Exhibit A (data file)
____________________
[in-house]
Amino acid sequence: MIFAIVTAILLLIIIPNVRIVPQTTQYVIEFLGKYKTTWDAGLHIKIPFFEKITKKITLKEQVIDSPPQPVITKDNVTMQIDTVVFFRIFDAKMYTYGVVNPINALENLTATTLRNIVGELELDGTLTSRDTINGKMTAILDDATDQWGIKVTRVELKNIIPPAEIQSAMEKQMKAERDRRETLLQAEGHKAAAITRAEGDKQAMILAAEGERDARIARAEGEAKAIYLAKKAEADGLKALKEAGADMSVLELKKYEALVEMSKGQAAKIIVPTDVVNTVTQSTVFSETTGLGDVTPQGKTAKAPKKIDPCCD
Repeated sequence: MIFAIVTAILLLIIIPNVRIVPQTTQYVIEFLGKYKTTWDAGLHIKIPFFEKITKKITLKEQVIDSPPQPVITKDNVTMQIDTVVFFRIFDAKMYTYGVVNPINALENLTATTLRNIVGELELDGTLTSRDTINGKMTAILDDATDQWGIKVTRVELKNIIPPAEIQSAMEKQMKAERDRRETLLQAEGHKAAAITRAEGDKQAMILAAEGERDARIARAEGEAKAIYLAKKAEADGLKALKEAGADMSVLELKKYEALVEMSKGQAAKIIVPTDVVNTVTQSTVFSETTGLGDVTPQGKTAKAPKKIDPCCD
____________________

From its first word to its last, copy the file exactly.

[in-house]
Amino acid sequence: MIFAIVTAILLLIIIPNVRIVPQTTQYVIEFLGKYKTTWDAGLHIKIPFFEKITKKITLKEQVIDSPPQPVITKDNVTMQIDTVVFFRIFDAKMYTYGVVNPINALENLTATTLRNIVGELELDGTLTSRDTINGKMTAILDDATDQWGIKVTRVELKNIIPPAEIQSAMEKQMKAERDRRETLLQAEGHKAAAITRAEGDKQAMILAAEGERDARIARAEGEAKAIYLAKKAEADGLKALKEAGADMSVLELKKYEALVEMSKGQAAKIIVPTDVVNTVTQSTVFSETTGLGDVTPQGKTAKAPKKIDPCCD
Repeated sequence: MIFAIVTAILLLIIIPNVRIVPQTTQYVIEFLGKYKTTWDAGLHIKIPFFEKITKKITLKEQVIDSPPQPVITKDNVTMQIDTVVFFRIFDAKMYTYGVVNPINALENLTATTLRNIVGELELDGTLTSRDTINGKMTAILDDATDQWGIKVTRVELKNIIPPAEIQSAMEKQMKAERDRRETLLQAEGHKAAAITRAEGDKQAMILAAEGERDARIARAEGEAKAIYLAKKAEADGLKALKEAGADMSVLELKKYEALVEMSKGQAAKIIVPTDVVNTVTQSTVFSETTGLGDVTPQGKTAKAPKKIDPCCD